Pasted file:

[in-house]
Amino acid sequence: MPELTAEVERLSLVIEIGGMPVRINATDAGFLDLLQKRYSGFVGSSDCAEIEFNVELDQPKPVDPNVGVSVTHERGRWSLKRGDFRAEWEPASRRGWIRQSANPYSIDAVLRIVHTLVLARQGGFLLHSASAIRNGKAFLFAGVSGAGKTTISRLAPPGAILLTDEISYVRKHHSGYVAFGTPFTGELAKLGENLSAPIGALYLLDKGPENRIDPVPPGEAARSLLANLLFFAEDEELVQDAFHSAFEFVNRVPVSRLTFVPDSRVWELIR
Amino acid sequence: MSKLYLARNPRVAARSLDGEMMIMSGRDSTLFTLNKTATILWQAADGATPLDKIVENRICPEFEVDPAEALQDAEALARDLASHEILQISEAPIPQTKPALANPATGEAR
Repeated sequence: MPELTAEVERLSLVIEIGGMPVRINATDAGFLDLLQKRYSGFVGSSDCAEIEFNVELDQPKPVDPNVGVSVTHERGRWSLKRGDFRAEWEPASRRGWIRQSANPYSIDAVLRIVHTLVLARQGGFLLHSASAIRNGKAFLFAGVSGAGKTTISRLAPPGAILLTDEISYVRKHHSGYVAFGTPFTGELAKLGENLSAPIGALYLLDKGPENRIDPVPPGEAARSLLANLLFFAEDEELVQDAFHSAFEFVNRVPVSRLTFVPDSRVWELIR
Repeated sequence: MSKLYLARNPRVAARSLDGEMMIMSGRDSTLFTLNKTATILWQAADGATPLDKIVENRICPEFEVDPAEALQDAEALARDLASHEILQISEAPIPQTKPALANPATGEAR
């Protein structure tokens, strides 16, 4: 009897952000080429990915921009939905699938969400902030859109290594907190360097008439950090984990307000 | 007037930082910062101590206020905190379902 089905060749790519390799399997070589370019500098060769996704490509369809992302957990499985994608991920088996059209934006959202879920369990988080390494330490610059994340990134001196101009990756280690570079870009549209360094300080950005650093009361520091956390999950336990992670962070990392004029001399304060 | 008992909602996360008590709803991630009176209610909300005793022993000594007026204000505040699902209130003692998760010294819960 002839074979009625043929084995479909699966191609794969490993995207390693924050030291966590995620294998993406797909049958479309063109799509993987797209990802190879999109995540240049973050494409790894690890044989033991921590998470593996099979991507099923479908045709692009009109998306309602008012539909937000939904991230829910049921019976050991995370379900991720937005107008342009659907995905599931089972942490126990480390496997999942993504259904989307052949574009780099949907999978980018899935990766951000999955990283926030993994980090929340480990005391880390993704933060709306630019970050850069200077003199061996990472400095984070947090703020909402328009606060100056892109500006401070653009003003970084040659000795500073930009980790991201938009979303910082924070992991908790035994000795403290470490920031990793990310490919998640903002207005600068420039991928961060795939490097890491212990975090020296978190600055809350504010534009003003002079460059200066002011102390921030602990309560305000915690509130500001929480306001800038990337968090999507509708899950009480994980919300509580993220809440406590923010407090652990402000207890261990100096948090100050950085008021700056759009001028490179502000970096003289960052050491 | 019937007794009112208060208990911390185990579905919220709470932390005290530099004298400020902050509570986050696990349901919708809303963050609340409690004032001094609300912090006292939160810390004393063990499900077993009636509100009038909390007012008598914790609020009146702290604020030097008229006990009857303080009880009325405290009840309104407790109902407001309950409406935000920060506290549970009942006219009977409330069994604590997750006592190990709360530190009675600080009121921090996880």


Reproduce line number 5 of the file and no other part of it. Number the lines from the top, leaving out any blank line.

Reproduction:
Repeated sequence: MSKLYLARNPRVAARSLDGEMMIMSGRDSTLFTLNKTATILWQAADGATPLDKIVENRICPEFEVDPAEALQDAEALARDLASHEILQISEAPIPQTKPALANPATGEAR